Three Key Reasons Your Physicians are Leaving

By Amanda Forsey, Content Strategist and
Eliza Dailey, Research Consultant
Advisory Board
Twitter: @AdvisoryBd

Physician burnout and discontent are high—and they have been for a while. For the past 10 years between 44% to 51% of physicians have intended to leave their job. In 2021, this number reached new heights at 54%, even though almost half of the physician workforce has considered a major career change, median turnover has remained steady at 7%. (We have lots to say about these trends and physician turnover).

We think this historic trend could finally change. While physician discontent has always existed, the employment landscape has shifted in ways that could finally allow physicians to act on these longstanding feelings.

We’re poised to see more physician movement between employers and practice settings—driven by three market dynamics.

The 3 market forces driving physician movement

1. There are more physician employment options

While demand for physicians continues to remain strong, the more notable shift is in the number of practice opportunities available to them. No longer are physicians faced with the binary choice of either being a hospital employee or private practice shareholder.

Instead, physicians have more practice options to choose from than ever before including working for aggregators, national chains, and superpractices. Superpractices–regional and national organizations that primarily employ doctors and offer varying degrees of autonomy vs. integration—allow physicians to make tradeoffs that are right for them.

Physicians who are unhappy in their current role now have real opportunities to seek out other employment options. To date, our physician workforce has been discontented but loyal. This will likely change with the emergence of new practice models.

2. Employers offer differentiated value propositions

Because of the abundance of options, physicians can now choose employers who most closely align with their values. These might include autonomy, stability, reliable integration, or flexibility. Many employers offer many, if not all of these attributes, but autonomy is what differentiates employer value propositions from one another—all else being equal.

According to 2022 Advisory Board clinician survey data, autonomy is the number one attribute that physicians value in their current role. However, different employers offer different types of autonomy and to varying degrees. Clinical autonomy allows physicians to make the right care decisions for their patients, schedule autonomy gives physicians more flexibility in when they work, and strategic autonomy grants physicians power to help shape their practice’s future direction.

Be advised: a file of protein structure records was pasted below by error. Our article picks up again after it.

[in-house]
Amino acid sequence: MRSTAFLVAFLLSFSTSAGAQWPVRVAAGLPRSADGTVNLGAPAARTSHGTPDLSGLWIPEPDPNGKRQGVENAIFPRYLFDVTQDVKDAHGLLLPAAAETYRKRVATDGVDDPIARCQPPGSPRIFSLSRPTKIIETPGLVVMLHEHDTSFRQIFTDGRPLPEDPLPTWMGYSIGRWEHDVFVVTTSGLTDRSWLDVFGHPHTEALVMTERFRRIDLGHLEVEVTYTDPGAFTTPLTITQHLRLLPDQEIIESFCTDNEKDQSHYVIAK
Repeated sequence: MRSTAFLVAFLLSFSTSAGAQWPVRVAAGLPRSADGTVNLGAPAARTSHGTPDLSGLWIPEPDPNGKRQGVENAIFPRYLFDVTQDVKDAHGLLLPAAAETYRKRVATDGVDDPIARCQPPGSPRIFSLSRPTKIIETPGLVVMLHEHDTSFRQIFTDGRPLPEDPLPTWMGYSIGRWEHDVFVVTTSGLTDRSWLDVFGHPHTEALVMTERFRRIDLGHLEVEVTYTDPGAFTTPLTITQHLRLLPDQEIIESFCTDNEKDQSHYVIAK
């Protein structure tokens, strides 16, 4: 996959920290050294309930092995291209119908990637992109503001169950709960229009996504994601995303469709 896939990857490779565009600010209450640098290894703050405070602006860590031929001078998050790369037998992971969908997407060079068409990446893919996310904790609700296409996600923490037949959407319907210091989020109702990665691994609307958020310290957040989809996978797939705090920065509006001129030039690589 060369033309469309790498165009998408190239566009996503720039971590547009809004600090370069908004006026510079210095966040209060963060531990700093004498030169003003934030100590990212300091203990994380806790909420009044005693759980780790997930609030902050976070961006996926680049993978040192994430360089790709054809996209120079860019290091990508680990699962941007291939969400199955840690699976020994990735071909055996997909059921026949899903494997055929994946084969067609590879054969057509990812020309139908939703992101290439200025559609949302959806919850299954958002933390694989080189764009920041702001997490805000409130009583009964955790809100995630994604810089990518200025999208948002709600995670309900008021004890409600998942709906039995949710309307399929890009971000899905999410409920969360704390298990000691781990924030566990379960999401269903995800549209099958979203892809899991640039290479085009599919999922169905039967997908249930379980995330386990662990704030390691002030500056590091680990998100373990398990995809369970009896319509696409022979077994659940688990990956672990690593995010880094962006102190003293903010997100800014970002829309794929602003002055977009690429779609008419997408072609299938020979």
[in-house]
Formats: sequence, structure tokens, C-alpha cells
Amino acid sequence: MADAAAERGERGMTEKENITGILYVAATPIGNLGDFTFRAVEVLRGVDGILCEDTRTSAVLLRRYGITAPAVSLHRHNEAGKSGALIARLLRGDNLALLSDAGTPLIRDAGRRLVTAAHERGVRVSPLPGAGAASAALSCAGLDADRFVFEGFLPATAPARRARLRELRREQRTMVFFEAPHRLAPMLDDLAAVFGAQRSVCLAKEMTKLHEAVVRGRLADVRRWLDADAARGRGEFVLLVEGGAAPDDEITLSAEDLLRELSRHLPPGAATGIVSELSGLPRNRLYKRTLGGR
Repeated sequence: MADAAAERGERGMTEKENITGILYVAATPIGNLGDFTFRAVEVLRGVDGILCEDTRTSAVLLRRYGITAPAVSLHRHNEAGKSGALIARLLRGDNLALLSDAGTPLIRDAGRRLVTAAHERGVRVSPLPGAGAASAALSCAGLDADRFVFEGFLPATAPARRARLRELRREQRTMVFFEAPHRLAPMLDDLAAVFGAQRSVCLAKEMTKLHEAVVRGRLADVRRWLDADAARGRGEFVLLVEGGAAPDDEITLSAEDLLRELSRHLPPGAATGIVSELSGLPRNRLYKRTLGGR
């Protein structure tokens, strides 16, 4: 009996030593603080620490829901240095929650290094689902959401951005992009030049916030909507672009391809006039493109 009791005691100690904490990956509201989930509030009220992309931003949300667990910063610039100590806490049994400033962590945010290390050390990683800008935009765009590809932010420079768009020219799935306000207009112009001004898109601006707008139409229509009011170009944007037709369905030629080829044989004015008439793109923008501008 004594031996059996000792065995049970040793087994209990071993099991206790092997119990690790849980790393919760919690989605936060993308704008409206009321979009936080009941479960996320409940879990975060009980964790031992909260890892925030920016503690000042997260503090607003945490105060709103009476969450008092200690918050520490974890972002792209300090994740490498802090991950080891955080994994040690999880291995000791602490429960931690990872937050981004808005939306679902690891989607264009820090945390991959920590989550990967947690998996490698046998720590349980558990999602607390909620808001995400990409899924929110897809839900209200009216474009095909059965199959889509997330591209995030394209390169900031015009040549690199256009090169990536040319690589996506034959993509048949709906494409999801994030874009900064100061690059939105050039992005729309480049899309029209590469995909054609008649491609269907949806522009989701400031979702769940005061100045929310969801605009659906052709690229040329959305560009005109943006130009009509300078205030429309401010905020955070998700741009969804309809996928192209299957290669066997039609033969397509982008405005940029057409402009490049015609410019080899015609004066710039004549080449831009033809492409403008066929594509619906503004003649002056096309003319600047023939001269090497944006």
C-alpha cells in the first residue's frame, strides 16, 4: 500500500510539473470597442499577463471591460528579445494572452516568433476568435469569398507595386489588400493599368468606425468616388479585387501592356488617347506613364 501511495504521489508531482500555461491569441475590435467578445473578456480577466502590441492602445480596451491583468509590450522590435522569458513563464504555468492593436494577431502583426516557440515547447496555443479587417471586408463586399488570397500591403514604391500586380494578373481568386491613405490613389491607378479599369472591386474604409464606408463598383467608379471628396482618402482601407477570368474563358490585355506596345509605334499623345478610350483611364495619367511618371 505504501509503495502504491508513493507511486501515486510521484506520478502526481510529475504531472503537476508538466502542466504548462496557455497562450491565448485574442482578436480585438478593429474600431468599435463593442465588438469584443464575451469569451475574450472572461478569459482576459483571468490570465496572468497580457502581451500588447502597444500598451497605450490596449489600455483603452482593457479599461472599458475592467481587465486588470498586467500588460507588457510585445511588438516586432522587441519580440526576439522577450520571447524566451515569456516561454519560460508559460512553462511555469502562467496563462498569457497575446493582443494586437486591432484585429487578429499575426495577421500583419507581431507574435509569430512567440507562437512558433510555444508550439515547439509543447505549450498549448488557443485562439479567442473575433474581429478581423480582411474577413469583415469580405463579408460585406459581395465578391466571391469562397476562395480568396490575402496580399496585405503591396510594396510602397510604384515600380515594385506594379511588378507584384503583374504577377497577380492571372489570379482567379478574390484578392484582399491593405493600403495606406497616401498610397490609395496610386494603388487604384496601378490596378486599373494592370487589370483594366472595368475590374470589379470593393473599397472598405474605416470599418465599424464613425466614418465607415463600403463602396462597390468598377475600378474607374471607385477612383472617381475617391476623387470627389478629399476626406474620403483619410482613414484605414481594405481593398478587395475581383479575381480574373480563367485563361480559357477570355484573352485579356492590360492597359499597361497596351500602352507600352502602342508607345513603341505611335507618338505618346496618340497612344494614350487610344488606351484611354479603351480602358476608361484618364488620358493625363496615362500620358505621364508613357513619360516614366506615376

Evidence shows that physicians are prioritizing flexibility, autonomy, and better support. As practice options expand, physicians can pick from more differentiated value propositions than what has traditionally been offered—making the prospect of changing employers both possible and more attractive.

3. Loyalty isn’t guaranteed

Not only are there more practice options and attractive value propositions, but the historical conditions for loyalty no longer exist. In the past, employers assumed that employment guaranteed physician loyalty, but there are two important shifts upending this trend:

  1. Like other young workers, physicians entering the workforce after residency are less likely to hang their hats with a single employer. In addition to the structural shifts described earlier, we could see this generational change continue to accelerate practice movement.
  2. While many physicians remain employed, we’ve also seen a rise in partnership models and non-W-2 relationships. These looser affiliations mean that doctors aren’t tied to a single employer.

All things considered, employers shouldn’t take historical physician loyalty for granted anymore.

Parting thoughts

Physicians are moving and that’s not likely going to change anytime soon. It’s important to stay on top of current dynamics that contribute to this movement so you can understand what physicians want and continue to appeal to them amidst the current employment landscape.

While it hasn’t always been the case, physicians have the upper hand and are going to choose what’s best for them. Ensuring that you appeal to their values will help you compete in the race for physician talent and will result in more fruitful employee-employer relationships.

This article was originally published on the Advisory Board blog and is republished here with permission.